3 weeks ago

How the Repeal of Net Neutrality Could Affect You

Think your cable and Internet bill costs too much already?

Enjoy freely surfing the web’s variety of funny, informative, and even weird, content?

Thanks to a party-line vote to repeal net neutrality by the appointed members of the Federal Communications Commission (FCC) last Thursday, you could end up paying more to view certain Internet content or not even be able to access certain content at all.

What is (was) net neutrality?

Net neutrality rules made the Internet a level playing field for all content providers and consumers. They required Internet Service Providers (ISPs) to allow equal access to all lawful web content.

ISPs like Spectrum, Frontier, and Comcast, couldn’t charge you more to access certain websites. Nor could they slow down your connection to other Internet content.

Mozilla – the company known for its Firefox web browser – succinctly describes it this way: “In other words, the Web is a level playing field: you can read, watch, play, browse and share on the same terms as everybody else.”

Net neutrality rules adopted by the FCC went into effect in 2015. Those rules prohibited certain practices by Internet Service Providers, as described in this excerpt from a December 14 New York Times article:

“BLOCKING – Internet service providers could not discriminate against any lawful content by blocking websites or apps.

“THROTTLING – Service providers could not slow the transmission of data based on the nature of the content, as long as it is legal.

“PAID PRIORITIZATION – Service providers could not create an Internet fast lane for companies and consumers who pay premiums, and a slow lane for those who don’t.”

The FCC’s decision

Last Thursday, the five appointed members of the FCC voted along party-lines to repeal those 2015 rules.

Essentially, they caved in to lobbyists of major communications corporations.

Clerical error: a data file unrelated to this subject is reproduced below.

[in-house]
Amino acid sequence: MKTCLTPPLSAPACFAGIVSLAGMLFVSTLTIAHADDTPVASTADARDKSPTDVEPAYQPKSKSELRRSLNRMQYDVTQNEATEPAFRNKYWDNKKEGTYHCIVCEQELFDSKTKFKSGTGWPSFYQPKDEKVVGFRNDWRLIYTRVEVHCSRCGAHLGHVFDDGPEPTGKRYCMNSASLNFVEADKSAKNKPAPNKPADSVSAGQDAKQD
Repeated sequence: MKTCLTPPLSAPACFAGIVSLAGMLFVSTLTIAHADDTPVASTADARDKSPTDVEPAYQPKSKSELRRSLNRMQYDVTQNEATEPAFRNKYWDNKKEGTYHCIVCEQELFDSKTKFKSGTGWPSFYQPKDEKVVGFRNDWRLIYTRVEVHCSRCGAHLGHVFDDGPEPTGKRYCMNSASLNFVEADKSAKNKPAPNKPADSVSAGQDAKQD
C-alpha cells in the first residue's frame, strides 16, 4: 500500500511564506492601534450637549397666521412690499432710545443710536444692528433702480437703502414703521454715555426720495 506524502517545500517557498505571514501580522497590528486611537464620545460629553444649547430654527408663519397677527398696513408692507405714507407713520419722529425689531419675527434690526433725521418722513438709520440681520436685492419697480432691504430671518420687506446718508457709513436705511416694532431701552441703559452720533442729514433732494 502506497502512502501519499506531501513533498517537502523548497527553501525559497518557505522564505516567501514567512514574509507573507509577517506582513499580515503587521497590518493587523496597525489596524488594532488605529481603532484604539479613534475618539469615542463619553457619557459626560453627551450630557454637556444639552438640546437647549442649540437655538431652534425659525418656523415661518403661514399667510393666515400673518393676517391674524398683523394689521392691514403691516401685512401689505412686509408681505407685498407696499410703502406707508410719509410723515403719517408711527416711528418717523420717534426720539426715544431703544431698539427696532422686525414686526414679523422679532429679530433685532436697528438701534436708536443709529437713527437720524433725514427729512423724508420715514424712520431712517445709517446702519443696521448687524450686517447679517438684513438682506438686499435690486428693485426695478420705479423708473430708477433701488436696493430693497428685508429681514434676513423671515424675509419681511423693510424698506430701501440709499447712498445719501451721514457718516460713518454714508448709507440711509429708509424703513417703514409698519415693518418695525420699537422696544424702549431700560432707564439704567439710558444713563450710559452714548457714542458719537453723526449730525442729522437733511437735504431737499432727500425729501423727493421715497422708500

Eric Schmidt, former Google CEO, wrote to Google users in 2006, “The phone and cable monopolies, who control almost all Internet access, want the power to choose who gets access to high-speed lanes and whose content gets seen first and fastest. They want to build a two-tiered system and block on-ramps for those who can’t pay.”

How this could affect you

First, Internet providers could begin to create bundles of content – increasing your monthly Internet bill. This is similar to what cable and satellite providers already do for television content.

Want to access social media sites? That’s an extra subscription package per month.

Want to stream videos from Hulu, Netflix and YouTube? You’ll need to pay more for a separate bundle.

This is already happening in other countries, such as Portugal, where no net neutrality rules exist.

Second, they could completely prohibit you from viewing certain content at all – or make it extremely painful to do so.

For example, Comcast is the parent company of NBC and MSNBC. They could decide to deny subscribers the ability to access any news content other than that produced by NBC/MSNBC. Or they could slow down connections to other news sites so that it takes longer to load, thereby discouraging people from trying to even access it.

(I agree, this may be an extreme and unlikely example. But with the repeal of the rules, it is now possible.)

Third, Internet providers could allow deep-pocketed companies to pay for faster load times of their websites.

This could prevent small businesses and non-profit organizations from promoting their products, services and causes to the same audiences.

Your voice matters – Say something!

The repeal of net neutrality is a bad deal for consumers and businesses alike.

The FCC’s decision faces serious congressional and legal challenges in the months ahead. So major changes won’t happen immediately.
But if you enjoy a free, fair access to the Internet, you can’t just finish reading this column, move on to the next article, and do nothing.

I encourage you to call or write your federal representatives in Congress. Let them know you want them to challenge the FCC’s decision.

Call or write the Indiana Attorney General’s office. Encourage them to join with New York’s Attorney General in filing a multi-state lawsuit against the FCC’s repeal.

A free and open Internet is an important platform for free speech and open enterprise.

Christian Hinojosa

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